While triumphantly announcing that the White House had reached its goal of enrolling 7 million people on the new exchanges, the president slipped in a not-so-subtle message to congressional Republicans who are still working to dismantle his law—cut your losses and move on.
Speaking in the White House Rose Garden flanked by lawmakers and staff who helped craft the law, President Obama declared, “The debate over repealing this law is over. The Affordable Care Act is here to stay.” Obama added that repealing it would be detrimental to the millions of Americans already benefiting from his signature health care law.
Beyond the 7 million Americans signed up for coverage through the exchanges, 4.5 million previously uninsured people have gained insurance through the law’s Medicaid expansion and another 3 million young people have remained on their parents’ policies.
"This law is doing what it's supposed to do. It's working. It's helping people from coast to coast. All of which makes the lengths to which critics have gone to scare people…or repeal the law...so hard to understand," Obama said. "I don't get it. Why are folks working so hard for people not to have health insurance? Why are they so mad about the idea of folks having health insurance?"
New research, however, suggests that of the 7 million sign ups, only one third, about 2.3 million, were previously uninsured, according to the Rand Corporation.
Obama's message was aimed at House Republicans who have voted at least 51 times to repeal or dismantle the law, which carries a price tag of $1.5 trillion over 10 years according to the Congressional Budget Office.
House Budget Committee Chairman Paul Ryan (R-WI) unveiled his budget blueprint for 2015, which includes a full repeal of the law. Following the president’s speech, House Speaker John Boehner vowed that the GOP would continue working to get rid of Obamacare.
"Despite the White House 'victory lap,' this law continues to harm the American people," House Speaker John Boehner's spokesman Michael Steel told Fox News.
On Monday, Boehner told reporters that the “House Republicans will continue to work to repeal this law.”
"Millions of Americans are seeing their premiums rise, not the lower prices the president promised. Many small businesses are afraid to hire new workers, instead cutting hours and dropping health coverage for existing employees. Many Americans can no longer see their family doctor, despite the pledge no one would lose access to their physician. Seniors are feeling the impact, losing their Medicare Advantage plans the president promised they could keep. And taxpayers are being forced to pick up an unaffordable tab."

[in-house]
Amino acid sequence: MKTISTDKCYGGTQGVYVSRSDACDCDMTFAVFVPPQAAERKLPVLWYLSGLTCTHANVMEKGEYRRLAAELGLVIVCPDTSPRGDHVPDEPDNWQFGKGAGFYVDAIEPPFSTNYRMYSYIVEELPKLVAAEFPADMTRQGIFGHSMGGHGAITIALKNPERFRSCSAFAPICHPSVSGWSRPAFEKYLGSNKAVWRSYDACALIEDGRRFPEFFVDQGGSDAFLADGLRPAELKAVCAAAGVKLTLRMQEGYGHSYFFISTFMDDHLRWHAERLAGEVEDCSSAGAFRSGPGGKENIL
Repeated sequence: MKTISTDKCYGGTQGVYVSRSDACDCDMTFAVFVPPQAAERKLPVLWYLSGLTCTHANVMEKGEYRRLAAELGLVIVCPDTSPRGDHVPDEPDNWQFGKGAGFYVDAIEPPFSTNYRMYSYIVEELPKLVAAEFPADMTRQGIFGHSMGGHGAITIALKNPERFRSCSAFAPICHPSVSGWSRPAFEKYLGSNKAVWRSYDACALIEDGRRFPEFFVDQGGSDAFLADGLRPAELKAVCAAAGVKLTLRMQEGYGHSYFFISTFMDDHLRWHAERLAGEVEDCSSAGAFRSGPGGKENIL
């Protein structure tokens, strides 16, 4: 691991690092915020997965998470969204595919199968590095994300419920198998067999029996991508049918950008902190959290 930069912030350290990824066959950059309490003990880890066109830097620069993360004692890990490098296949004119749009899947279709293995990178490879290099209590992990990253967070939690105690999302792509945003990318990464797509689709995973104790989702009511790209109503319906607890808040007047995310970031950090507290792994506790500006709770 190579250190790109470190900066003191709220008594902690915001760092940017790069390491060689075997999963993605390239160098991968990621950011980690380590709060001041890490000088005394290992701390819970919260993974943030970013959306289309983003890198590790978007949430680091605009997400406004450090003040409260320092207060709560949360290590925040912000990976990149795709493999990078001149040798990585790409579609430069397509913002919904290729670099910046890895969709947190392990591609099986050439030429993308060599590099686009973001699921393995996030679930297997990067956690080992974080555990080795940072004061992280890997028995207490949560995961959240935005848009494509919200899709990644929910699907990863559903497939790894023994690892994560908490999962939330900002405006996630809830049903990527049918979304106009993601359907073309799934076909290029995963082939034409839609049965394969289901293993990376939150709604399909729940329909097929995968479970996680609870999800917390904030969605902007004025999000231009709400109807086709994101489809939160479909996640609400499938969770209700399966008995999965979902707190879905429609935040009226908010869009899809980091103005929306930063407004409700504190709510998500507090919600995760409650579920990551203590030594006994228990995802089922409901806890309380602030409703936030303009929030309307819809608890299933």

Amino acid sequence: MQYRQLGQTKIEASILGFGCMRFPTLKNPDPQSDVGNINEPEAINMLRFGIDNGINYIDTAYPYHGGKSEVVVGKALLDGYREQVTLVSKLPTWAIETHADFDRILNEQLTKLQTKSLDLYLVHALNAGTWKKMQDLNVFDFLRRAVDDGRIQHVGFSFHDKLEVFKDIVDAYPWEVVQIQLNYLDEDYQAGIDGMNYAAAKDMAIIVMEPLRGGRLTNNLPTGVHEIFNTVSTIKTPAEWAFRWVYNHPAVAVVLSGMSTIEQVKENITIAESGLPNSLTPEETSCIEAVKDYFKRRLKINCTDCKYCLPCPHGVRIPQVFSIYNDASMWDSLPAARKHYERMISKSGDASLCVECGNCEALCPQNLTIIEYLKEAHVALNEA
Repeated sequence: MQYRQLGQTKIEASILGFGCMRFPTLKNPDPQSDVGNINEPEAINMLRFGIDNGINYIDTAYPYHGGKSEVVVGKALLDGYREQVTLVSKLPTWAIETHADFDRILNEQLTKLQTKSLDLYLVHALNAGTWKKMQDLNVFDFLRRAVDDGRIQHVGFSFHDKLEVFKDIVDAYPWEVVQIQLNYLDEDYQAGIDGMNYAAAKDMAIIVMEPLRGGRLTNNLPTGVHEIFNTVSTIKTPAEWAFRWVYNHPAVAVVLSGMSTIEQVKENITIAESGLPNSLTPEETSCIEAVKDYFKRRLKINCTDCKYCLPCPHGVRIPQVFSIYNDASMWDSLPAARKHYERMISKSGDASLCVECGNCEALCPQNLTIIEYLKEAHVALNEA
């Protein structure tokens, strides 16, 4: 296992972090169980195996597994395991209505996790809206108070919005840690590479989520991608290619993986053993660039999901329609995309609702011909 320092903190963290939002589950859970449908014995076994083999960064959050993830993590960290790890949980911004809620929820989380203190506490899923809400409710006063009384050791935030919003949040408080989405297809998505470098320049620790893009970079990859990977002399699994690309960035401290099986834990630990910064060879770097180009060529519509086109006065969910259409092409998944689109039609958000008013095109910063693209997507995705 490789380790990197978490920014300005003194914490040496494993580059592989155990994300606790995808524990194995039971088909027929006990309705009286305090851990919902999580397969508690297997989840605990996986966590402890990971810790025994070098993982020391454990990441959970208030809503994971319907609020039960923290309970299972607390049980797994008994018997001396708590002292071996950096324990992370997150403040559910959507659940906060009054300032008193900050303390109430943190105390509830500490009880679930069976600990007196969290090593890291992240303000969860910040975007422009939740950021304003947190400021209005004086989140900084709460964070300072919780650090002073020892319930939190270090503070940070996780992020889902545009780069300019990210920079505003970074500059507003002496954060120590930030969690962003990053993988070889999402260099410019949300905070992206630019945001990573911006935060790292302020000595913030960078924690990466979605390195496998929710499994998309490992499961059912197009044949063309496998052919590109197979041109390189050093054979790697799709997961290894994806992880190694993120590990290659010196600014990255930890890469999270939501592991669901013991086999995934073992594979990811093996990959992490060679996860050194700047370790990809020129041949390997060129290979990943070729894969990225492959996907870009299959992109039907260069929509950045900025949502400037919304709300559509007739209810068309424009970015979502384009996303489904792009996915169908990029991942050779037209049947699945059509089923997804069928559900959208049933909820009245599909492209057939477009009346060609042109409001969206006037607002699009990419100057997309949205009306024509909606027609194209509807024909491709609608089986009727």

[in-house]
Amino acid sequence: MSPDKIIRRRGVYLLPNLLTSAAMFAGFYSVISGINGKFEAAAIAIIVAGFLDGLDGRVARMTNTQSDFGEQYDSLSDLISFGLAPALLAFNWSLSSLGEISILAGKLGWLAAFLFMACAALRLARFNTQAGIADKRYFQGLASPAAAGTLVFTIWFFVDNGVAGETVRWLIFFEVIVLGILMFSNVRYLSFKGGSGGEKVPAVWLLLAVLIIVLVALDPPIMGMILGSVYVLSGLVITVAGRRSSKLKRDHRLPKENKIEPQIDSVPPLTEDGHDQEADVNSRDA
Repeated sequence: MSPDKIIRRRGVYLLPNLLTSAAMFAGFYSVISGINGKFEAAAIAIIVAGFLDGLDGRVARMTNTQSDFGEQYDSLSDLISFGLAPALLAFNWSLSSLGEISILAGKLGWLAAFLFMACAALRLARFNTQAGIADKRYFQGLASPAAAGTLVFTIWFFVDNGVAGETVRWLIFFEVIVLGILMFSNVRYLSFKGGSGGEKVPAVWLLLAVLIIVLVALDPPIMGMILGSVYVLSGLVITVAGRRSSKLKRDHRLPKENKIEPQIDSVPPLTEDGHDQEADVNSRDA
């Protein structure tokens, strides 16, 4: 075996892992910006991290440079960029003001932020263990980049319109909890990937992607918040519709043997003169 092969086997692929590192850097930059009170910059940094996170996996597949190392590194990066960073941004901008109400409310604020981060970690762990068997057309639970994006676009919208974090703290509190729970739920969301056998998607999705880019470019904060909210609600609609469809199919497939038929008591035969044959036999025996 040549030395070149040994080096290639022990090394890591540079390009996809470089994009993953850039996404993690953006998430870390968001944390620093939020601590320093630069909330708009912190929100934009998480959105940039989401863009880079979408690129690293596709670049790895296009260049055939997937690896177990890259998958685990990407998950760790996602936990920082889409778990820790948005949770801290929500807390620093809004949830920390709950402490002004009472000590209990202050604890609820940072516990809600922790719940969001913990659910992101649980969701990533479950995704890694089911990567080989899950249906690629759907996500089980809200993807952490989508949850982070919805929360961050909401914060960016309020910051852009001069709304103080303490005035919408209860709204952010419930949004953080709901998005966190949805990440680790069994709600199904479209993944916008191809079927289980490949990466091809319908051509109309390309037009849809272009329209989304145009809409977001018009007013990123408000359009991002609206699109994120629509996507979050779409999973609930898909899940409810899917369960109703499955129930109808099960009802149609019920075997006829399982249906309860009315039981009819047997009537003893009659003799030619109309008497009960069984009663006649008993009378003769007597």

The GOP’s continued to try to repeal the law comes just as Obamacare’s popularity is rising. A new Washington Post –ABC News poll found that for the first time ever, support of the law outweighed opposition.
Of course, the poll’s findings aren’t divisive—49 percent support the law, while 48 percent oppose it. Still, it is significant because it shows that Obamacare’s popularity is on the rise, especially ahead of the midterm elections.
“Those who base their entire political agenda on repealing it have to explain why we should go back to the days when seniors pay more for prescriptions or women had to pay more than men for coverage…Back to the days when Americans with pre-existing conditions were out of luck,” Obama said. "That's exactly what would happen if they repeal this law. Millions of people who now have health insurance would not have it."
The administration views the latest enrollment figures as a major victory, after it was embarrassed early on by the law’s nightmarish rollout, plagued with technical glitches, cancelled policies and delays.
Still, it is unclear how many of these new enrollees have paid for their policies. Health and Human Services Secretary Kathleen Sebelius cited insurer estimates Monday that reveal about 10 to 20 percent of enrollees have not paid for their plans. These people will not ultimately be covered under the law.
The president said, “The law is working the way it’s supposed to.” He acknowledged that it would continue to have some flaws down the road.
“The Affordable Care Act hasn’t completely fixed our long-broken health care system, but it has made our health care system a lot better,” Obama said.
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